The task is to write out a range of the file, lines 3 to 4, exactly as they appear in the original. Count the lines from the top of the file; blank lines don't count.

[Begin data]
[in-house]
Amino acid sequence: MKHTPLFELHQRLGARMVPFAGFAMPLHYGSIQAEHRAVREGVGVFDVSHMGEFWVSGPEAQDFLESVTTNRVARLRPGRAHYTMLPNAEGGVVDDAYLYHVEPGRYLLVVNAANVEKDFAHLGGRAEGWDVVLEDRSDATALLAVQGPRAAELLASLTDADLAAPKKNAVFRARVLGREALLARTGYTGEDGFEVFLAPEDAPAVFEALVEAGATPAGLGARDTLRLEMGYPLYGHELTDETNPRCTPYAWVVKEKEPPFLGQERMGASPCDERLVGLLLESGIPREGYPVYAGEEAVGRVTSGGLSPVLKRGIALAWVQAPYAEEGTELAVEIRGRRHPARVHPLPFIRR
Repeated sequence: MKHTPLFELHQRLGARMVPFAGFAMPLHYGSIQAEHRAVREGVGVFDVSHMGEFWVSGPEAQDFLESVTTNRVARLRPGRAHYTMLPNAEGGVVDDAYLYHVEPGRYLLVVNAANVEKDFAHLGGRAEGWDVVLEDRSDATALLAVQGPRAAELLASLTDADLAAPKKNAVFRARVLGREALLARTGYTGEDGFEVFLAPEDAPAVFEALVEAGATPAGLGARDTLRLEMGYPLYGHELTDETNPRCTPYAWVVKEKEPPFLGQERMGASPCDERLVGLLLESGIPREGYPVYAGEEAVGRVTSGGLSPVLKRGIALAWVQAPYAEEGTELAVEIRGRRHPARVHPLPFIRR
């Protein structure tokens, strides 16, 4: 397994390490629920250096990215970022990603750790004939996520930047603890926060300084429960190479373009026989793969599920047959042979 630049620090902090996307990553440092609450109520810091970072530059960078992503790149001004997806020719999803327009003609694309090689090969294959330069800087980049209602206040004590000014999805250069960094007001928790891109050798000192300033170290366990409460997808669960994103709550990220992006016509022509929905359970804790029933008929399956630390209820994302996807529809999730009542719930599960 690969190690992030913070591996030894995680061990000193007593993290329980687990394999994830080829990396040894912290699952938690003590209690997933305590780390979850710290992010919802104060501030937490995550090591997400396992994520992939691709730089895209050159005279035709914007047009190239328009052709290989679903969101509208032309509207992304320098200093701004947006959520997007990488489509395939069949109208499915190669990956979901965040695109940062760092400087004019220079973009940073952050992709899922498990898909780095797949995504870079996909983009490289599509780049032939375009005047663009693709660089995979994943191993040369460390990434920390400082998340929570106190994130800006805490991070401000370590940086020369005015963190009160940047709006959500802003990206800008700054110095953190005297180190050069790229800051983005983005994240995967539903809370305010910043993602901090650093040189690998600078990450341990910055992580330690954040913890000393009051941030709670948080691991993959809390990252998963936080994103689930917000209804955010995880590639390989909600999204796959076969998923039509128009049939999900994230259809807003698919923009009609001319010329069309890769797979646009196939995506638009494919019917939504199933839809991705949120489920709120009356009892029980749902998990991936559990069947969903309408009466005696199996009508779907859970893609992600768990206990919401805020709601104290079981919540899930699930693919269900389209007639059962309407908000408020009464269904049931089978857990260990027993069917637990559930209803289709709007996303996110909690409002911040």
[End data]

Repeated sequence: MKHTPLFELHQRLGARMVPFAGFAMPLHYGSIQAEHRAVREGVGVFDVSHMGEFWVSGPEAQDFLESVTTNRVARLRPGRAHYTMLPNAEGGVVDDAYLYHVEPGRYLLVVNAANVEKDFAHLGGRAEGWDVVLEDRSDATALLAVQGPRAAELLASLTDADLAAPKKNAVFRARVLGREALLARTGYTGEDGFEVFLAPEDAPAVFEALVEAGATPAGLGARDTLRLEMGYPLYGHELTDETNPRCTPYAWVVKEKEPPFLGQERMGASPCDERLVGLLLESGIPREGYPVYAGEEAVGRVTSGGLSPVLKRGIALAWVQAPYAEEGTELAVEIRGRRHPARVHPLPFIRR
């Protein structure tokens, strides 16, 4: 397994390490629920250096990215970022990603750790004939996520930047603890926060300084429960190479373009026989793969599920047959042979 630049620090902090996307990553440092609450109520810091970072530059960078992503790149001004997806020719999803327009003609694309090689090969294959330069800087980049209602206040004590000014999805250069960094007001928790891109050798000192300033170290366990409460997808669960994103709550990220992006016509022509929905359970804790029933008929399956630390209820994302996807529809999730009542719930599960 690969190690992030913070591996030894995680061990000193007593993290329980687990394999994830080829990396040894912290699952938690003590209690997933305590780390979850710290992010919802104060501030937490995550090591997400396992994520992939691709730089895209050159005279035709914007047009190239328009052709290989679903969101509208032309509207992304320098200093701004947006959520997007990488489509395939069949109208499915190669990956979901965040695109940062760092400087004019220079973009940073952050992709899922498990898909780095797949995504870079996909983009490289599509780049032939375009005047663009693709660089995979994943191993040369460390990434920390400082998340929570106190994130800006805490991070401000370590940086020369005015963190009160940047709006959500802003990206800008700054110095953190005297180190050069790229800051983005983005994240995967539903809370305010910043993602901090650093040189690998600078990450341990910055992580330690954040913890000393009051941030709670948080691991993959809390990252998963936080994103689930917000209804955010995880590639390989909600999204796959076969998923039509128009049939999900994230259809807003698919923009009609001319010329069309890769797979646009196939995506638009494919019917939504199933839809991705949120489920709120009356009892029980749902998990991936559990069947969903309408009466005696199996009508779907859970893609992600768990206990919401805020709601104290079981919540899930699930693919269900389209007639059962309407908000408020009464269904049931089978857990260990027993069917637990559930209803289709709007996303996110909690409002911040």